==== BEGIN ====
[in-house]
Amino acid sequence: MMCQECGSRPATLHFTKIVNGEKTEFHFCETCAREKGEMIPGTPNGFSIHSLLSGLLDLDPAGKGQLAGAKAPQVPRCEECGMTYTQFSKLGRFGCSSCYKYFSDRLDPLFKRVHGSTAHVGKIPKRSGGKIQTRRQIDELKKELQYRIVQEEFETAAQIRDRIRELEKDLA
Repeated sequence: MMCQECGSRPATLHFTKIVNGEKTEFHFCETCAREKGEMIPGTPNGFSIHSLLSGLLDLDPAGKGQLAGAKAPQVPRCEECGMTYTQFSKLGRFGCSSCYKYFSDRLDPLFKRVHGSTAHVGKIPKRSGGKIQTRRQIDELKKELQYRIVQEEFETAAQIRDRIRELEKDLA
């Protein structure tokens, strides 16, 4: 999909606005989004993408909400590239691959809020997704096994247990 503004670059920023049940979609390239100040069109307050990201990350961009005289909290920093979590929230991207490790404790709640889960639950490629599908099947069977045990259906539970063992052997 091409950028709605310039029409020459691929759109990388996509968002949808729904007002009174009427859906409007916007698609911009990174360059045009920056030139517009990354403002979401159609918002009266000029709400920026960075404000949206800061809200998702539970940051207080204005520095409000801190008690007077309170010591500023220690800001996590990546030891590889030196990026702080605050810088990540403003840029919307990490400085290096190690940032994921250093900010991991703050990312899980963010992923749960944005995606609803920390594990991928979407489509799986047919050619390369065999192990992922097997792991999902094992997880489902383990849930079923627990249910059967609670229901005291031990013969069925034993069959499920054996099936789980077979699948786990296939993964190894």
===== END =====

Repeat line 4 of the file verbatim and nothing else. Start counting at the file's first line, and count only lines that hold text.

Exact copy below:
């Protein structure tokens, strides 16, 4: 999909606005989004993408909400590239691959809020997704096994247990 503004670059920023049940979609390239100040069109307050990201990350961009005289909290920093979590929230991207490790404790709640889960639950490629599908099947069977045990259906539970063992052997 091409950028709605310039029409020459691929759109990388996509968002949808729904007002009174009427859906409007916007698609911009990174360059045009920056030139517009990354403002979401159609918002009266000029709400920026960075404000949206800061809200998702539970940051207080204005520095409000801190008690007077309170010591500023220690800001996590990546030891590889030196990026702080605050810088990540403003840029919307990490400085290096190690940032994921250093900010991991703050990312899980963010992923749960944005995606609803920390594990991928979407489509799986047919050619390369065999192990992922097997792991999902094992997880489902383990849930079923627990249910059967609670229901005291031990013969069925034993069959499920054996099936789980077979699948786990296939993964190894």